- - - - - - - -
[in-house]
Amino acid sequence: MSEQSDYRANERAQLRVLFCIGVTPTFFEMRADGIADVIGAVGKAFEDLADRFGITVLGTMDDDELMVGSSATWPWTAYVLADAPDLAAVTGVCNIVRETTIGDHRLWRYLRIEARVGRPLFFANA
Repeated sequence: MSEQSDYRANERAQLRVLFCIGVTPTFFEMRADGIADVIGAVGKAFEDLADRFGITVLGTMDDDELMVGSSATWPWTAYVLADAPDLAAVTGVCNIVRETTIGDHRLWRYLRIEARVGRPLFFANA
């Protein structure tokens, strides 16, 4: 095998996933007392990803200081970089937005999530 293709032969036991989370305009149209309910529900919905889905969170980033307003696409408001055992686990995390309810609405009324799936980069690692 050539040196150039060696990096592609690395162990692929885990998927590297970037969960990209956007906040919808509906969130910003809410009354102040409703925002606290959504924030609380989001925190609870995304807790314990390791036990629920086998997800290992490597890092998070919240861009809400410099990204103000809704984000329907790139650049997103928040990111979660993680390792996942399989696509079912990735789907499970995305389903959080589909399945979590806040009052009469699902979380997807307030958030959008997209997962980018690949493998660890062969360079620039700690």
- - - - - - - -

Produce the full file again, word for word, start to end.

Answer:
[in-house]
Amino acid sequence: MSEQSDYRANERAQLRVLFCIGVTPTFFEMRADGIADVIGAVGKAFEDLADRFGITVLGTMDDDELMVGSSATWPWTAYVLADAPDLAAVTGVCNIVRETTIGDHRLWRYLRIEARVGRPLFFANA
Repeated sequence: MSEQSDYRANERAQLRVLFCIGVTPTFFEMRADGIADVIGAVGKAFEDLADRFGITVLGTMDDDELMVGSSATWPWTAYVLADAPDLAAVTGVCNIVRETTIGDHRLWRYLRIEARVGRPLFFANA
């Protein structure tokens, strides 16, 4: 095998996933007392990803200081970089937005999530 293709032969036991989370305009149209309910529900919905889905969170980033307003696409408001055992686990995390309810609405009324799936980069690692 050539040196150039060696990096592609690395162990692929885990998927590297970037969960990209956007906040919808509906969130910003809410009354102040409703925002606290959504924030609380989001925190609870995304807790314990390791036990629920086998997800290992490597890092998070919240861009809400410099990204103000809704984000329907790139650049997103928040990111979660993680390792996942399989696509079912990735789907499970995305389903959080589909399945979590806040009052009469699902979380997807307030958030959008997209997962980018690949493998660890062969360079620039700690």